Knife

Molokai, Hawaii

KNIFE

Something
just now
moved through my heart
like the thinnest of blades
as that red-tail pumped
once with its great wings
and flew above the gray, cracked
rock wall.

It wasn’t
about the bird, it was
something about the way
stone stays
mute and put, whatever
goes flashing by.

Sometimes,
when I sit like this, quiet,
all the dreams of my blood
and all outrageous divisions of time
seem ready to leave,
to slide out of me.
Then, I imagine, I would never move.

By now
the hawk has flown five mile
sat least,
dazzling whoever else has happened
to look up.
I was dazzled. But that
wasn’t the knife.

It was the sheer, dense wall
of blind stone
without a pinch of hope
or a single unfulfilled desire
sponging up and reflecting,
so brilliantly,
as it has for centuries,
the sun’s fire.

– Mary Oliver –

The photo above, taken when we spent a few days on the “off the beaten path” Hawaiian island of Molokai, might be a better correspondence with the image evoked by Mary Oliver’s words. Yet, I love how LIFE finds its way into cracks and crevices, making beauty within the improbable.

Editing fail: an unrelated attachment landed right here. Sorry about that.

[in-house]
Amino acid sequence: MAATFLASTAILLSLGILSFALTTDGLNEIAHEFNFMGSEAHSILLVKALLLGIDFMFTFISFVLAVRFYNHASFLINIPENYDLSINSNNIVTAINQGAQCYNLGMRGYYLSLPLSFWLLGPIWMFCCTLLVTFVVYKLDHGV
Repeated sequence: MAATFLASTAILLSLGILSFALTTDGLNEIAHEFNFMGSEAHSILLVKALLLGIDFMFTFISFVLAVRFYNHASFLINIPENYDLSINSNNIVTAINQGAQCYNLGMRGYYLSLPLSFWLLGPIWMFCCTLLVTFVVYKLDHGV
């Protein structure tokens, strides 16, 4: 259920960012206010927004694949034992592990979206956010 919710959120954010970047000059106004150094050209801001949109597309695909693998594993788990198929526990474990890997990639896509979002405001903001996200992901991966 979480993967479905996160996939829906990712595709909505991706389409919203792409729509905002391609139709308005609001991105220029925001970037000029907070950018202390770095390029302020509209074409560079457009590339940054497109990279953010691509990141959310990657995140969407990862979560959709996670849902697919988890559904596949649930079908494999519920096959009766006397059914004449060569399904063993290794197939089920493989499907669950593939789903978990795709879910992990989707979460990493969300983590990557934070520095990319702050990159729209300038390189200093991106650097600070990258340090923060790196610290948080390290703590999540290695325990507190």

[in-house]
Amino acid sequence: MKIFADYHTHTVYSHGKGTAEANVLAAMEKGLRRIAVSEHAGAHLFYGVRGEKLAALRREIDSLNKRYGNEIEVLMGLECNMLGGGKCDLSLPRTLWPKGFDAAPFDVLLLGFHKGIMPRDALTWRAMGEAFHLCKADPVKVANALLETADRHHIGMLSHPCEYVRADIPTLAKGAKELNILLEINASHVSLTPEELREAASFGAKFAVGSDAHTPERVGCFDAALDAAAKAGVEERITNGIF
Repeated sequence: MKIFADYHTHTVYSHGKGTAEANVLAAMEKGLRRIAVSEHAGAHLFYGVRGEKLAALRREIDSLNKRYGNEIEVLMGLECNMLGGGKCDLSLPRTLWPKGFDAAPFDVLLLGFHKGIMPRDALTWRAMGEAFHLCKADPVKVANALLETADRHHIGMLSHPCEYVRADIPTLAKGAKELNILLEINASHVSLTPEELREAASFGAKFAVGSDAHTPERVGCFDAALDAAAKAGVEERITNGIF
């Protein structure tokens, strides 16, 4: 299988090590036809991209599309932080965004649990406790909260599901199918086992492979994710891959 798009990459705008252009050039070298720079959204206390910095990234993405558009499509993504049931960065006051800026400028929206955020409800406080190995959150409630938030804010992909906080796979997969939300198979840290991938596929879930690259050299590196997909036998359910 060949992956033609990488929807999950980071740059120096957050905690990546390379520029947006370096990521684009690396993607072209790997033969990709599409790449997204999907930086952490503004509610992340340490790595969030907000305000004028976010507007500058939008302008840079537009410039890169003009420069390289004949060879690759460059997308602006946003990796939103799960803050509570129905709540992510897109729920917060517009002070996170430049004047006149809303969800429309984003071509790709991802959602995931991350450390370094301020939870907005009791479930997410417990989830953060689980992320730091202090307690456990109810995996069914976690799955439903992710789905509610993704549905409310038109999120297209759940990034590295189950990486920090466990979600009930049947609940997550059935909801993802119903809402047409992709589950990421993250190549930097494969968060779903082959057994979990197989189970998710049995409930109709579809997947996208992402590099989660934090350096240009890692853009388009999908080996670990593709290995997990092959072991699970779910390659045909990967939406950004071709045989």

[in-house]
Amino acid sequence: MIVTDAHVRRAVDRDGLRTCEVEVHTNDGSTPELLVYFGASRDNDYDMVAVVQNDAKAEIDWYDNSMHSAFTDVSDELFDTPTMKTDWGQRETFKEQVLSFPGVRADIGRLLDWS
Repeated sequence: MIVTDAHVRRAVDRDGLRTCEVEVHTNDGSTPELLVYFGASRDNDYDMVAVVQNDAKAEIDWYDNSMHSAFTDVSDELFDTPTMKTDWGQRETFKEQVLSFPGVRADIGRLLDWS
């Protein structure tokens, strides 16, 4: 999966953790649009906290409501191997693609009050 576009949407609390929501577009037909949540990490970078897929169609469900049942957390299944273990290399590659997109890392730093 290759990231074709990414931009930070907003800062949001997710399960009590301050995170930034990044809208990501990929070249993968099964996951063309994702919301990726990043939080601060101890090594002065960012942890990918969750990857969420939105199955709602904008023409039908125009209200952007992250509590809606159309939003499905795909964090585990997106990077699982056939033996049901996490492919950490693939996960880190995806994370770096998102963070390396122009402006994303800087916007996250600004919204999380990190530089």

Agrigento, Sicilia

Author: Katharine Weinmann

attending to the inner life to live and lead with kindness, clarity and wisdom; writing to claim the beauty in her wabi sabi life

One thought on “Knife”

  1. Yes!
    Many decades ago (!) while living in a desert town, there was this Hollyhock that straggled its way through a crack in the Food Mart parking lot. Heat gets hotter when surrounded by asphalt, but it stormed upward regardless. The first few days, it was a scientific ‘miracle’ but as the days went by, it became a human being ‘miracle’. One day several rocks were found arranged neatly around the hollyhock – protection from the cars? Whatever the motive, it meant someone else had noticed. It lived ‘tall enough’ to flower – it lived unharmed enough by humans/cars/heat to flower, too. I confess to having watered it upon occasion as others might have also.
    Poetry is timeless.

    Like

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